Editor’s column: Just don’t picture them naked
Earlier this month, I had my 40-year high school reunion back in Beatrice, Nebraska, a county seat that’s about the size of Glenwood Springs, but with key differences.
First, it’s much less interesting. While the Homestead National Monument, commemorating one of the nation’s first claims under the Homestead Act of 1862, is right outside town, Beatrice doesn’t get a lot of tourists. Nor is it scenic, nor does anyone get excited about floating the Big Blue River (which actually is brown), which cuts through town. Then there’s the humidity of a Midwestern summer. Ugh.
I went to the reunion anyway, partly because my 94-year-old mother is in a nursing home there and I try to see her two or three times a year.
Not long after I signed up to attend the reunion, which included the classes of 1975 and ’77, I won the American Society of News Editors Burl Osborne Award for Editorial Leadership. This apparently convinced the reunion organizers that, in a group without professional athletes, entertainers, politicians or CEOs, I would be a good dinner speaker for the Saturday night banquet.
That advice about imagining your audience naked when you are speaking doesn’t work so well at a 40th high school reunion. Some things you don’t want even your mind’s eye to see.
But I soldiered on, drawing heavily for my talk from a column I wrote in 2014 in praise of public schools as incubators of hope. Everything went fine, and, overall, I had a better time than I expected.
That’s been the case at all the Beatrice High reunions I’ve attended — maybe in part because I left town as soon as I could and didn’t go to a reunion until the 15th anniversary. By then, time had healed my wounds from our teenage years and my classmates had either forgiven or forgotten my bad moments. The 15-year reunion was enjoyable enough that I also attended the 20- and 35-year events, which came after Mom was widowed.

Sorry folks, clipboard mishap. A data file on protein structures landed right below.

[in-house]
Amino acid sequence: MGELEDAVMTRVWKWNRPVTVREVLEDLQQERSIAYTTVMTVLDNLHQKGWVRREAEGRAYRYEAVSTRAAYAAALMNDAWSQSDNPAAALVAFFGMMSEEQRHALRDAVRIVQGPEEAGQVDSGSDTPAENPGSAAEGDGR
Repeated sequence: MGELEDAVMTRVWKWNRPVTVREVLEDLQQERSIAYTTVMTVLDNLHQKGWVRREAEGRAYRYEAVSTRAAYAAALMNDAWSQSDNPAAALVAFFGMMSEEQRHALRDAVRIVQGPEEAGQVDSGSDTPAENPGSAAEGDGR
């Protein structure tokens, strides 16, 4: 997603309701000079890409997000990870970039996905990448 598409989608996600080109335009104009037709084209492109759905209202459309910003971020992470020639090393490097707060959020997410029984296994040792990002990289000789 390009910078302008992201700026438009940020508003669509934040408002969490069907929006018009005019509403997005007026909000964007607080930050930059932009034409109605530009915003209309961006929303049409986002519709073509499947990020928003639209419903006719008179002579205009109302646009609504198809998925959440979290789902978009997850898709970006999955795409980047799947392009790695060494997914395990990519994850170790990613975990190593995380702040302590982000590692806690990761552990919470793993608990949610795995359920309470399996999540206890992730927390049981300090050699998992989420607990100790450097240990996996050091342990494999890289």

My takeaway from these gatherings is how our perceptions of high school are so oddly skewed.
In talking with people who were among the popular kids back then, or seemed to be, I’ve discovered they didn’t feel that way and had at least as much anxiety as I did and it still affects many of them. The guy who was our quarterback when we were seniors hasn’t attended a single reunion, even though he seemed extremely relaxed around everyone back then.
We obviously all struggled with the complexity of growing up.
At our 20-year reunion, I talked to a doctor’s daughter for a little while, and she told me about the embarrassment of her older brother driving her to school in his Corvette. She would ask him to drop her off a few blocks away. That seems like a First World problem, but it was as real to her as my embarrassment over shabby clothing that sometimes got me teased.
One woman, on whom I had a serious crush from ninth grade on but who ended up dating my best friend, told me 20 years ago that she lived with abuse at home. Her father would hit the top of her head with a butter knife and call her a slut when she was going out. She still has a terrible time feeling good about herself. She missed this year’s reunion because she is caring for her aging parents now, including the father who demeaned her.
The teen years of course are hard for everyone but the most clueless, and most of us carry a bit of the neurosis forward to adulthood. With any luck, we have enough experiences that teach us our intrinsic value as adults that we can get beyond our adolescent suffering.
But we learn defense mechanisms, too, that linger mostly unconsciously. I believe, for example, that many people learn to put themselves down as a prophylactic against criticism from others. If we point out our own flaws and are particularly harsh, I think we believe others are less able to hurt us. It also becomes part of our personal mythology and holds us back.
Most of us, inside, remain insecure at some level. And it’s a pity.
In preparing for my speech, I wrote the script as I have every other time I’ve done public speaking. About two weeks before the reunion, it hit me that I would be speaking to people I went to high school with. CRAP!
They knew me as the kid who couldn’t get a date, who drove beat-up muscle cars, wrecked one of them, flipped burgers for work and lived in the run-down house at the edge of town.
I decided I couldn’t think about who my audience was. I’d channel my mind back to the 2010 Detroit Free Press Michigan Green Leaders awards breakfast, which I emceed and whose other speakers included the publisher of USA Today and Bill Ford Jr., great-grandson of Henry Ford and chairman of Ford Motor Co. If I handled that, I could handle a bunch of no-longer kids from Hicktown, Nebraska.
In retrospect, it turned out that what I enjoyed about the talk is that I got to reintroduce myself to high school peers as a confident grown-up. I think I’ve finally left high school behind.
Randy Essex is editor of the Post Independent.
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